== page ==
Softwood Lumber Costs Reach Record Highs Thanks to Duties?

Originally published by the following source: Financial PostNovember 16, 2017

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Softwood lumber prices in the U.S. soared to near-record highs Wednesday, as Canadian producers passed on higher export duties charged by the U.S. government straight on to American consumers.

Prices for KD Western S-P-F, a common benchmark for softwood lumber exported into the U.S., was trading above US$494, near its all-time high, that appear to neutralize any potential impact of increased duties placed on Canadian exporters.

Analysts say tightening markets are a key shift compared to the last time Canada and the U.S. were in a prolonged dispute over softwood lumber trade, which endured from 2001 to 2006.

“That’s what’s really different this time, is you have fundamentally very tight building materials markets — both for lumber and structural panels,” said Daryl Swetlishoff, the head of equity research at Raymond James Ltd. in Vancouver.

“As a result, you’ve seen Canadian lumber producers passing off 100 per cent of these duties that they’ve faced so far in 2017 right onto the backs of the U.S. consumer.”

In early November the U.S. Commerce Department slapped a 20 per cent duty on softwood lumber imports from Canada, after determining last spring the country was unfairly subsidizing the industry.

On Tuesday, a lawyer representing Canada hand-delivered a letter to the American NAFTA secretariat in Washington calling for a review of the U.S. stance on softwood lumber duties, according to The Canadian Press. The challenge falls under section 19 of NAFTA, a key mechanism used by Canadian companies to appeal countervailing and anti-dumping duties.

Chapter 19 establishes a panel of five arbiters, agreed upon by both countries, who will decide if the duties meet U.S. law. Without that mechanism, Canada would have to use the U.S. court system to make such a challenge.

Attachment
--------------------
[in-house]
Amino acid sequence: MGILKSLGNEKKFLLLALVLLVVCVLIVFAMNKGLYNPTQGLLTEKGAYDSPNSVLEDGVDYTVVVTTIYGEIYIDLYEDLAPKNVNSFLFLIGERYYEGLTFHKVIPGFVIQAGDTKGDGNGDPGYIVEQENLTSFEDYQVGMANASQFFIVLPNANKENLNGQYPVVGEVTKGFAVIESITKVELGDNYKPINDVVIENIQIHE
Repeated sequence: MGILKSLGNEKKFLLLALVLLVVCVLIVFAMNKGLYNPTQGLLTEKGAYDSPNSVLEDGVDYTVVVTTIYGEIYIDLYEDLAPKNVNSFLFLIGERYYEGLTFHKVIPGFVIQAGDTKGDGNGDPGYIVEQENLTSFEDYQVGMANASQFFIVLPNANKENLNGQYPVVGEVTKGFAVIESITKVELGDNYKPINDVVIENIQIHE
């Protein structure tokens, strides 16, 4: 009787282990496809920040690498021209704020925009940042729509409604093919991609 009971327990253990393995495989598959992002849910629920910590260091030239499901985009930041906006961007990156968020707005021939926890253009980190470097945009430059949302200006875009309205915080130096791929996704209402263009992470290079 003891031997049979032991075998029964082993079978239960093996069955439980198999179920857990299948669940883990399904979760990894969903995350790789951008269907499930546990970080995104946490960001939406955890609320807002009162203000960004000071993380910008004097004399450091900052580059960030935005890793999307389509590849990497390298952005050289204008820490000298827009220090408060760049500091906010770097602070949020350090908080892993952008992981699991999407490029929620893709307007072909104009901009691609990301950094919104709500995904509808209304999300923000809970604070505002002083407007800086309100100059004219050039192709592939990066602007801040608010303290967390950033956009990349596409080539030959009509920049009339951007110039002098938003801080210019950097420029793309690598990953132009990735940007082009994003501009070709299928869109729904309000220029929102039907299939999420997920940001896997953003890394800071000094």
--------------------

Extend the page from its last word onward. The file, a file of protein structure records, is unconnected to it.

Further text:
Tariffs on Canadian lumber exports into the U.S. are not new.  Between 2006 and 2015, Canadian producers paid an average of about 11 per cent duties, compared to around 20 per cent today.

“This is a normal feature in this industry,” Swetlishoff said.

Canada and the U.S. have battled over softwood for decades and the disputes have been before both NAFTA and the World Trade Organization multiple times. The Canadian softwood lumber industry has used the courts to appeal trade duties five times in the past 35 years.

Softwood lumber disputes specifically are not being addressed in current NAFTA negotiations. The fifth round of NAFTA discussions officially begin Friday in Mexico City.

In a written statement, Foreign Affairs Minister Chrystia Freeland said Canada will “forcefully defend Canada’s softwood lumber industry.” 

“The U.S. Department of Commerce’s decision on punitive countervailing and anti-dumping duties against Canada’s softwood lumber producers is unfair, unwarranted, and deeply troubling,” she said.

Higher softwood lumber prices are a result of crimped supplies in Canada due to wildfires and the spread of the mountain pine beetle in the West. Meanwhile, U.S. demand has grown moderately.

Higher prices in the U.S. are particularly painful for some consumers, who are seeing increased building demand after Miami, Houston, and the surrounding regions were hit by severe tropical storms in recent months.  

Even so, analysts don’t expect the Trump administration to back off of its punitive duties on Canadian imports, despite the rise in demand. 

“That argument, as logical as it sounds, doesn’t hold a lot of water in U.S. politics,” said Kevin Mason, managing director at ERA Forest Products Research based in Vancouver.

High prices for lumber are not widely expected to last. Mason expects prices to level off closer to the US$400 range as the U.S. increases lumber imports from other countries and builders look for alternative materials and sources to softwood lumber.  

“We are going to see lumber prices fall from their current level,” he said.

 

For reference, below are SBC Magazine news articles about the SLA negotiation process published in 2017:

  1. Canadian Officials ‘Optimistic’ After Meeting with U.S. Coalition, January 22, 2017
  2. Lumber History Repeats Itself, and It's Gotten Ugly, February 21, 2017
  3. US Lumber Coalition Criticizes NAHB's Views on Tariff, May 22, 2017
  4. Lumber COALITION Thinks Circumvention Important, SBCA Agrees, June 5, 2017
  5. Softwood Lumber Agreement Needed Before NAFTA Negotiations?, June 12, 2017
  6. Canada Approves $605M to Develop Non-U.S. Lumber Markets, June 12, 2017
  7. Lumber Duties Announced, Optimism for an Agreement?, June 28, 2017
  8. SBCA Summarizes DOC's Extensive Analysis of Trade Actions, July 3, 2017
  9. What is Happening with the 'Handshake SLA'? Who May Stop It?, July 13, 2017
  10. Forestry Analyst Agrees New SLA Possible this Summer, July 17, 2017
  11. ‘Hot Market’ Remains Sticking Point for New Lumber Agreement, August 7, 2017
  12. SLA Trade Talks Continue, European Exports Explode, August 28, 2017
  13. DOC Issues Final Trade Duties on Canadian Softwood Lumber, November 2, 2017